'Naked hermit' is taken off remote Pacific island where he has lived for 30 years
Masafumi Nagasaki was living in a state of perfect bliss, spending his days wandering naked and alone on a Pacific island, foraging for food and watching turtles hatch on the beach.
That is, until reports of his ill health prompted police to take him away from his Robinson Crusoe-like existence and rejoin mainstream Japanese society.
Mr Nagasaki (82) lived a simple life on the remote island of Sotobanari, about 230km east of Taiwan, for nearly 30 years, having moved there to escape urban life, but he has now been taken away despite insisting he wanted to die there.
The wiry and tanned recluse was picked up on a nearby island in Okinawa Prefecture, south-west of Japan, after police received reports that he appeared to be in ill health. Since then he has been living in a local authority property 45 miles away on Ishigaki island, according to Alvaro Cerezo, a documentary maker who befriended him in 2014.
When Mr Nagasaki was found, Mr Cerezo said he "probably only had the flu" but he is not being allowed to return to Sotobanari, an uninhabited island three-quarters of a kilometre in diameter and his home since 1989. The man nicknamed the naked hermit was coy about his background, but he indicated he had been married and had two children.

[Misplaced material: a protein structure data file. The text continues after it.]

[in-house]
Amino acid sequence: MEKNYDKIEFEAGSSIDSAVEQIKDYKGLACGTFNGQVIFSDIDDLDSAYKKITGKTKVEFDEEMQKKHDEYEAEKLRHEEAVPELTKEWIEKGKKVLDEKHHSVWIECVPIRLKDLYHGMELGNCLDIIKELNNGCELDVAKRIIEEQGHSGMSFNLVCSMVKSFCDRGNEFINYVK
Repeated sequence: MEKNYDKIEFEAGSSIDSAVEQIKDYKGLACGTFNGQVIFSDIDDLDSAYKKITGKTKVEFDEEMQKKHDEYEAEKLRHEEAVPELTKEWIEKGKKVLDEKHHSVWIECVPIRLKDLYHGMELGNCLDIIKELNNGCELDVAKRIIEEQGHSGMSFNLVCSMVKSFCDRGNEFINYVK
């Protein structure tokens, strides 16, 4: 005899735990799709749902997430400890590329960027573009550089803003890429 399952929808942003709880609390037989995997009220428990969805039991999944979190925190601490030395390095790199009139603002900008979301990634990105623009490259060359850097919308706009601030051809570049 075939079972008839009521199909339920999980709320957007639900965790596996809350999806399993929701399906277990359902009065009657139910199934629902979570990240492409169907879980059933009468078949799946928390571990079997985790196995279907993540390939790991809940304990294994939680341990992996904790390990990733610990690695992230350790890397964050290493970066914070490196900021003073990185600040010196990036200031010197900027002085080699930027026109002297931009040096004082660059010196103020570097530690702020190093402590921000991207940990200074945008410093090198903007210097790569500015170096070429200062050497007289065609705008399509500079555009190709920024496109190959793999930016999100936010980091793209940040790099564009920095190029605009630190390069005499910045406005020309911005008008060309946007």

There were suggestions that he had worked as a photographer, in a factory and in Osaka's seedy nightlife district before turning his back on civilisation. Initially, Mr Nagasaki only intended to stay on the island for a couple of years. "In civilisation, people treated me like an idiot and made me feel like one," he told Mr Cerezo. "On this island, I didn't feel like that. Here... I follow nature's rules."
Mr Nagasaki spent his first few years on Sotobanari wearing clothes, but a typhoon swept away virtually all his possessions, including clothing.
Mr Nagasaki followed a strict routine, staying in his tent between dusk and dawn to avoid insect bites and doing morning exercises on the beach. He spent much of his day foraging for vegetarian food. He used a series of buckets to gather rainwater.
Once a week, he would dress and sail to a neighbouring island where he would buy food and drink with money sent regularly to him by his family. (© Daily Telegraph, London)